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Jan.-March Exhibition and Event Schedule

MICA Presents a Full Schedule of Talks, Exhibitions

Posted 12.05.13 by MICA Communications

Colette Veasey-Cullors ’96 (photography), Room With A View.

Colette Veasey-Cullors: Life Interpreted
Through Monday, Jan. 20

Bunting Center: Pinkard Gallery, 1401 W. Mount Royal Ave.
Life interpreted represents Colette Veasey-Cullors' '96 (photography) visual journey in attempting to understand and reach a personal sense of achievement and fulfillment while balancing the many hats she wears in life, including mother, artist, wife and educator.

Image caption: Colette Veasey-Cullors '96 (photography), Room With A View.

The Amazing Johnny Eck
Through Sunday, March 16
Fox Building: Decker Gallery, 1303 W. Mount Royal Ave.
MICA presents a never-before-seen exhibition of personal objects, artifacts and artworks by one of Baltimore's most famous citizens, Johnny Eck. Though healthy, Eck was born with no lower half. Despite his lack of legs, Eck lived a full life as a sideshow performer, artist, photographer, magician, puppeteer, swimmer, gymnast, actor, train conductor and traveler.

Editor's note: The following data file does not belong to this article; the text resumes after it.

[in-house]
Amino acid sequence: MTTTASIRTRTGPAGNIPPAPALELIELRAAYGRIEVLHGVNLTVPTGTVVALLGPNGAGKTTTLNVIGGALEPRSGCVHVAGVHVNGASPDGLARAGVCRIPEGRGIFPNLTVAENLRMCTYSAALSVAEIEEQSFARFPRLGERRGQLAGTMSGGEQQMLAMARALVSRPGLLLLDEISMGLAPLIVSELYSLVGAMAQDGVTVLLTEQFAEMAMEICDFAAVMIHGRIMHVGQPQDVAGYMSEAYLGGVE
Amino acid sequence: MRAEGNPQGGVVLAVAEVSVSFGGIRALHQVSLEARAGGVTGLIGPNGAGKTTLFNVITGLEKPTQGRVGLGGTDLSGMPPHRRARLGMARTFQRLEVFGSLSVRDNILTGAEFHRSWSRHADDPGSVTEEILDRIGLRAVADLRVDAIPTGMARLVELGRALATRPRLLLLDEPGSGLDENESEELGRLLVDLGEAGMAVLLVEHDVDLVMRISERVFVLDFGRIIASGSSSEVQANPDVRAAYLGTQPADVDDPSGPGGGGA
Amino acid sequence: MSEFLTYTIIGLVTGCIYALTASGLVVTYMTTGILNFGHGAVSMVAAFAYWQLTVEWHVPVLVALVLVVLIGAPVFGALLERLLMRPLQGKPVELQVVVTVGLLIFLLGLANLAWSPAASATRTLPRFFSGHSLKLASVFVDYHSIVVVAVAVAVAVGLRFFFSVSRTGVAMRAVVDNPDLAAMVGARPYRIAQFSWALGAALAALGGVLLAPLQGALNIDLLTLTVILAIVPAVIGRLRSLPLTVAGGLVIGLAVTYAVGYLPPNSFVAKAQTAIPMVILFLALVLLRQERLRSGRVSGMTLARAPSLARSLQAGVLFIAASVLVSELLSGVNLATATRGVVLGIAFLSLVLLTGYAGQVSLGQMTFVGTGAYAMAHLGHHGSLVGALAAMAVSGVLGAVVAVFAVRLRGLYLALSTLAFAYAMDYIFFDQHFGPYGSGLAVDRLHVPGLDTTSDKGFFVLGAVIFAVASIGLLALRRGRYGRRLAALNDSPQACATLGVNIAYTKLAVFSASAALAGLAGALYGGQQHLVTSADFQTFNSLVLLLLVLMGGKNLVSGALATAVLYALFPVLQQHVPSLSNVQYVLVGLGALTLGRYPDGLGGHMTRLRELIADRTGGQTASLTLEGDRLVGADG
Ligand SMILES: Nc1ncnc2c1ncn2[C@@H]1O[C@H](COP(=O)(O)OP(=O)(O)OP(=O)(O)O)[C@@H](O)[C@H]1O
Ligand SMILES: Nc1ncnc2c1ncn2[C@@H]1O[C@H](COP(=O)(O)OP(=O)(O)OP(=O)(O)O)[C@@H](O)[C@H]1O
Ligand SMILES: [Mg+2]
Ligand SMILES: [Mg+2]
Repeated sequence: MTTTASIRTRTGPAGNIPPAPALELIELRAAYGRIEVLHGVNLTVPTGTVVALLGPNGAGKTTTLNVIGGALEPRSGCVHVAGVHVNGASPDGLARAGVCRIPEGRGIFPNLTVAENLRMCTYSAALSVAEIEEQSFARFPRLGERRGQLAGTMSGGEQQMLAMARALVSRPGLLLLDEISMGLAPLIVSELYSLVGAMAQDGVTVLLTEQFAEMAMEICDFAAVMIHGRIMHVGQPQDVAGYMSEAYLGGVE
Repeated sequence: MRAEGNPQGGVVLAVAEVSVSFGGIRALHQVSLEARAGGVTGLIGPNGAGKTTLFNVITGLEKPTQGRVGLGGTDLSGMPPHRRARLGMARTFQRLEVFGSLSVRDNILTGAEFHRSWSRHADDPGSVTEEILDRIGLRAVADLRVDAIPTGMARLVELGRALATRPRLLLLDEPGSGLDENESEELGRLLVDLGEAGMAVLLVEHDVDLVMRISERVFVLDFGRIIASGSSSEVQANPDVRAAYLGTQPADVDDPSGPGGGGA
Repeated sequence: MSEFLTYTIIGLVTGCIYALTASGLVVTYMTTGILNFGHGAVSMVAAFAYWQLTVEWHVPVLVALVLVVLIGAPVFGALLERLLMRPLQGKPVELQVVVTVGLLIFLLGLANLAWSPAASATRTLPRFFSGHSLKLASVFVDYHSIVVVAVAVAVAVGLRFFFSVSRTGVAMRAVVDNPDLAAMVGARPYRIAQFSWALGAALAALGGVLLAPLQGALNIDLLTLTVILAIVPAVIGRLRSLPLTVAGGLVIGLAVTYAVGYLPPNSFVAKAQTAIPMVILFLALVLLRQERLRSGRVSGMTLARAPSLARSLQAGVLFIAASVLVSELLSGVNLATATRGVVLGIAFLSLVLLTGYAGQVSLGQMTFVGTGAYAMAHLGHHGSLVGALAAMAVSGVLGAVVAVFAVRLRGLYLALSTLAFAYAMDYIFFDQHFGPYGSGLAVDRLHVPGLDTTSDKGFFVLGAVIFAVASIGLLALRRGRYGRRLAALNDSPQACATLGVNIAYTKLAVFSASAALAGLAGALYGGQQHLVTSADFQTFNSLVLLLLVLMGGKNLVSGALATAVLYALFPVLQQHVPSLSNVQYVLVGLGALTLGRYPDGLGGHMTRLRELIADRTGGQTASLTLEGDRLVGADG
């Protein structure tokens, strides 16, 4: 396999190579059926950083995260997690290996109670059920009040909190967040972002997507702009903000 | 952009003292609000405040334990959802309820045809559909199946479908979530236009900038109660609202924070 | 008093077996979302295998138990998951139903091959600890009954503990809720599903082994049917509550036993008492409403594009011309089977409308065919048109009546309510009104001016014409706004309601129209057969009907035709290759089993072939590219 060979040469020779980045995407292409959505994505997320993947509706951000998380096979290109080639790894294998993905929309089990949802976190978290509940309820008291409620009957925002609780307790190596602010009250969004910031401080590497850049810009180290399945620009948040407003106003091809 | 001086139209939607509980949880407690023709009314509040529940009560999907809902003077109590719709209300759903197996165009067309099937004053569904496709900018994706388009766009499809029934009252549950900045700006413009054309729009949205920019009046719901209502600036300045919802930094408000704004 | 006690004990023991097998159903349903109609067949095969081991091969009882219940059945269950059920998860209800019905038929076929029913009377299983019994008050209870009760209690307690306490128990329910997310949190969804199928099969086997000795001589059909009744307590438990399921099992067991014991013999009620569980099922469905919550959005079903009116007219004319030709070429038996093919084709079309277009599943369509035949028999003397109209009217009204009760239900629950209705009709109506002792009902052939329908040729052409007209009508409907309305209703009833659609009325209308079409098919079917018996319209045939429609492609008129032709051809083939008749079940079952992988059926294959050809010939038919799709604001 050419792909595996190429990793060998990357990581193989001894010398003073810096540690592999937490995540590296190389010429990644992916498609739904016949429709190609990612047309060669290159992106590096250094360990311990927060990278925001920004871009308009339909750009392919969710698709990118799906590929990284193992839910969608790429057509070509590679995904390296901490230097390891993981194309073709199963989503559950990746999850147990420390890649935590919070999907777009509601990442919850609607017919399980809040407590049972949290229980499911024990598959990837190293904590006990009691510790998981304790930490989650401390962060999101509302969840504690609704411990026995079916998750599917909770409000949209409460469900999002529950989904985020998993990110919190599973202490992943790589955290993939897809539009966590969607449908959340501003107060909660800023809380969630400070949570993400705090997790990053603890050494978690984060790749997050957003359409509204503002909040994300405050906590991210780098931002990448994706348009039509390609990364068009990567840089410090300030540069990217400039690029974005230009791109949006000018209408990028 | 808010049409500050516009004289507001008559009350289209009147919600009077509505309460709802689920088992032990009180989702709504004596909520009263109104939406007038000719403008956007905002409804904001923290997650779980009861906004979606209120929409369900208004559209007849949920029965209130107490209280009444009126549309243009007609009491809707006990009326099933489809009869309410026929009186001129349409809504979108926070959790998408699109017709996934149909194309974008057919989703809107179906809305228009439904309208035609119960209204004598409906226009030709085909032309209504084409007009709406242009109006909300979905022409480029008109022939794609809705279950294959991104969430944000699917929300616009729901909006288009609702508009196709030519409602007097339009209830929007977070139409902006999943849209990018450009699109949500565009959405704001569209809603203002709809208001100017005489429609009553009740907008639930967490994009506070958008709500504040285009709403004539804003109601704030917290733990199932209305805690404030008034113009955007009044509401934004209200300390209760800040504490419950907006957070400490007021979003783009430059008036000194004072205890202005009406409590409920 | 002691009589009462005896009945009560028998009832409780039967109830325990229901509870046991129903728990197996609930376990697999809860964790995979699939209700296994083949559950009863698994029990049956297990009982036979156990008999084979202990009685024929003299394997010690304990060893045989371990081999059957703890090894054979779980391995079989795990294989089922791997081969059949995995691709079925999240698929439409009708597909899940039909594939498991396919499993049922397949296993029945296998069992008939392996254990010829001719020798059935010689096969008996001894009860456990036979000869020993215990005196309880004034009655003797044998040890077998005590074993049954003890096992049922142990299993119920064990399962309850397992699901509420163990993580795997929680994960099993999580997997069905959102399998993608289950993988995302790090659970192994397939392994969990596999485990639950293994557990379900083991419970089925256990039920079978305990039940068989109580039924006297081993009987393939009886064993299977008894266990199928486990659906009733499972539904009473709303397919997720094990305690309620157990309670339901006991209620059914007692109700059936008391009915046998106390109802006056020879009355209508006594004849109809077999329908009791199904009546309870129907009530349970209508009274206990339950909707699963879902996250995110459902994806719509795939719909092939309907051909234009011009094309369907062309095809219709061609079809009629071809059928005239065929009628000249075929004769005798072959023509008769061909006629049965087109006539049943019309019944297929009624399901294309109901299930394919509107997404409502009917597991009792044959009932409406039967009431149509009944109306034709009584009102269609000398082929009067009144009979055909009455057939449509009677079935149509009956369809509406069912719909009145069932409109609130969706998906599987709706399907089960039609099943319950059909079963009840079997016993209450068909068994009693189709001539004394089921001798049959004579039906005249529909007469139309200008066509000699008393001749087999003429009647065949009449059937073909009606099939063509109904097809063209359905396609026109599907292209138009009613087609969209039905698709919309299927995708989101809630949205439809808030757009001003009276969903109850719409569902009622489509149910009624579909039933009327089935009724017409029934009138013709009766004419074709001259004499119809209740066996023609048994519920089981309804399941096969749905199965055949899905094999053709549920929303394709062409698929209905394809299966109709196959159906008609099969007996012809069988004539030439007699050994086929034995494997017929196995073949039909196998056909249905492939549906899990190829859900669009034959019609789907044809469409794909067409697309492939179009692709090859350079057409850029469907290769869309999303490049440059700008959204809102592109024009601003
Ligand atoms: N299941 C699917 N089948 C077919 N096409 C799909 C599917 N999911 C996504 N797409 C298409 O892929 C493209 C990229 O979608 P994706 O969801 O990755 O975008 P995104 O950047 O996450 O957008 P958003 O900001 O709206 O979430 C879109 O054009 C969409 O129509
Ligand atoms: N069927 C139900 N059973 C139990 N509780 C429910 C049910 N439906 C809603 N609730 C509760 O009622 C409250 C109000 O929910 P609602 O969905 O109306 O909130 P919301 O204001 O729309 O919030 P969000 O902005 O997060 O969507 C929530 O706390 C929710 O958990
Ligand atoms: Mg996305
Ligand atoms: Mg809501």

Perhaps best known for his role as "the half-man" in Tod Browning's film Freaks (1932), Eck later achieved worldwide fame as Robert Ripley's "most remarkable man alive" and traveled throughout the United States and Canada, performing with his brother, Robert, until the late 50s.
          The Amazing Johnny Eck is the first ever of its size, showing hundreds of Eck's works on paper, sculptures, drawings and paintings-including a selection of his many painted screens, a Baltimore folk art tradition.

Image caption: Johnny Eck in front of his bannerline, circa mid-1930s. Photo courtesy Johnny Eck Museum.

PICTURE WINDOWS...The Painted Screens of Baltimore and Beyond
Through Sunday, March 16
Fox Building: Meyerhoff Gallery, 1303 W. Mount Royal Ave.
Maryland Folklorist Elaine Eff, co-founder of the Painted Screen Society of Baltimore, and MICA present for the first time a comprehensive look at the history of screen painting-a functional and ornamental art with roots in 18th-century London, Victorian America and early 20th-century Baltimore.